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Florida Opera Theatre's new director, Eric Pinder, talks mission, venues and opera's kinship to punk rock

A school cafetorium isn't where you'd ordinarily expect to find exceptional opera. But that's exactly what was heard last weekend at Bishop Moore High, where the Florida Opera Theatre – which rose from the ashes of the late Orlando Opera – presented Puccini's probate comedy, Gianni Schicchi. Prior to Sunday's final performance, I interviewed the company's new director-in-residence, Eric Pinder, on arias, arpeggios and …

… becoming FOT's director in residence: Honestly, the first opera I ever performed in was Barber of Seville [last January]. I came from a musical theater background, but studied opera [at] Michigan State. I had assistant-directed Rigoletto and helped Alan Bruun on Carmen, [and founding FOT director] Frank McClain has admitted I have more opera knowledge than he does.

Frank pretty much told the board that I was the person that he thought would be the best to do this. People didn't really know me per se; they maybe knew that I was a theater or Fringe guy. Once Frank got the [associate managing director] position at Opera Tampa he [named me] his hand-picked successor [and] has been very gracious about it, saying he hopes I succeed because it's a really big labor of love to keep it alive.

… FOT's relationship with Orlando Philharmonic Orchestra: Frank was supposed to direct [OPO's production of] Madame Butterfly [in April 2013; former Orlando Opera director Robert Swedberg will now direct]. We are [still collaborating] with them in the sense that [FOT music director] Robin Stamper is doing the chorus [and] a lot of the same people will be singing.

We do completely different things from the OPO. … We're going to be focusing on completely different repertoires. They like to do very traditional stagings. I think it helps us [that] we can update operas; we can move them to different time periods. I think the fact that the OPO is there helps because they do the more traditional productions, and then you can come see us for productions that are different, that maybe take more risks.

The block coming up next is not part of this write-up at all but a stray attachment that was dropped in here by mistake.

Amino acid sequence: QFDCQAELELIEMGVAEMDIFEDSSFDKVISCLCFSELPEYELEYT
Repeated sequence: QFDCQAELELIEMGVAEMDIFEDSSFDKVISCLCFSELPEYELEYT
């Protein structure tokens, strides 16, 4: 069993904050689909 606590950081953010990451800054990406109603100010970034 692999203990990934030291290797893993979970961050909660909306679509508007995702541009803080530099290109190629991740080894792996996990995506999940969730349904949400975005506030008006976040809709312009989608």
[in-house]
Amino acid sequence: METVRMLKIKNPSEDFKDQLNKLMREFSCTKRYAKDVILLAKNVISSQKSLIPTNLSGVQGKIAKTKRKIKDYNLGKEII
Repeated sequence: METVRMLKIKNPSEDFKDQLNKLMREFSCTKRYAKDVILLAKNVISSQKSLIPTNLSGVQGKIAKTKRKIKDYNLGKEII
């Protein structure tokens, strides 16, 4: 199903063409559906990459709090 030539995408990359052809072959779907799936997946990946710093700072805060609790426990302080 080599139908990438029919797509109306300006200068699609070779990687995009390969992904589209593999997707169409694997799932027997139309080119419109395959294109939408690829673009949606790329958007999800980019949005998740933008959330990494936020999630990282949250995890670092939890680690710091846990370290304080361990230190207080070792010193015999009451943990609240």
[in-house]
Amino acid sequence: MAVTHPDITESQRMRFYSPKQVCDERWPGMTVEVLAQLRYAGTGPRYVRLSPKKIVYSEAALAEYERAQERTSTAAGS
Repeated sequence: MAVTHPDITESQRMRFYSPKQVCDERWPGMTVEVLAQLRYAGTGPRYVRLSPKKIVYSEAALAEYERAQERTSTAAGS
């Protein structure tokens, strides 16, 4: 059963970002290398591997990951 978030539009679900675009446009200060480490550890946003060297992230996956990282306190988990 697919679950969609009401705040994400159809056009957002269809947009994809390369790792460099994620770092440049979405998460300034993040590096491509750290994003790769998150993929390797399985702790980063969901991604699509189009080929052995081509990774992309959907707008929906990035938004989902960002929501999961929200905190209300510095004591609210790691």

… his mission at FOT: I want to get people as excited about opera as I am, and people always laugh at that: "Good luck!"

We are Florida Opera Theatre, with the emphasis on theater and bringing that part of it to the forefront. The opera is still there, but we're focusing on the fact that opera is drama as well.

What I want to convey most is that sense of urgency. It's why operas have been done for 200-plus years. It's because it still says things to us, it's still interesting and beautiful.

… performing at Baby BlueStar's Venue in Ivanhoe Village: We really want to be in Blue's Venue again. They had construction delays, so that was a problem. It sucks – we'd much rather have been there, obviously. Going forward, we do want to do productions there. Since we don't have a home, we are really hoping that the Venue could be the permanent home for us. It's intimate; the acoustics will be great.

… FOT's next show, opening Jan. 26 at the Maitland Telephone Museum: The next opera is [Gian Carlo Menotti's] The Telephone, which is another one in English. It's another comedy, set around the late '50s/early '60s, so we're doing it in a Mad Men kind of style. It's about just two people, which is a relief from the 14 [performers] who are in this one [Gianni Schicchi].

… future plans for FOT: We're continuing to grow, but, necessarily, we're staying small. We might do Cosi Fan Tutte next year with a string quartet. … One of the things we do want to do is Bernstein's Trouble in Tahiti. It's a little histrionic now, but in the '50s, no one was doing stuff like this; it was radical for that time. Everyone knows Leonard Bernstein, and it's one that hasn't been done.

My biggest goal for my tenure as director: the Ring Cycle with puppets. We'd have to pare it down; the only person who would see all 14 hours would be me.

… opera's kinship to punk rock: There's a huge link between opera and punk. I know a lot of people that are into punk music that are also into opera. It's not only the screaming; it's the sense of devastation. A really good punk song will just devastate you, and [it's] the same thing with Butterfly's aria; at the end of [either], you should just be an emotional wreck.

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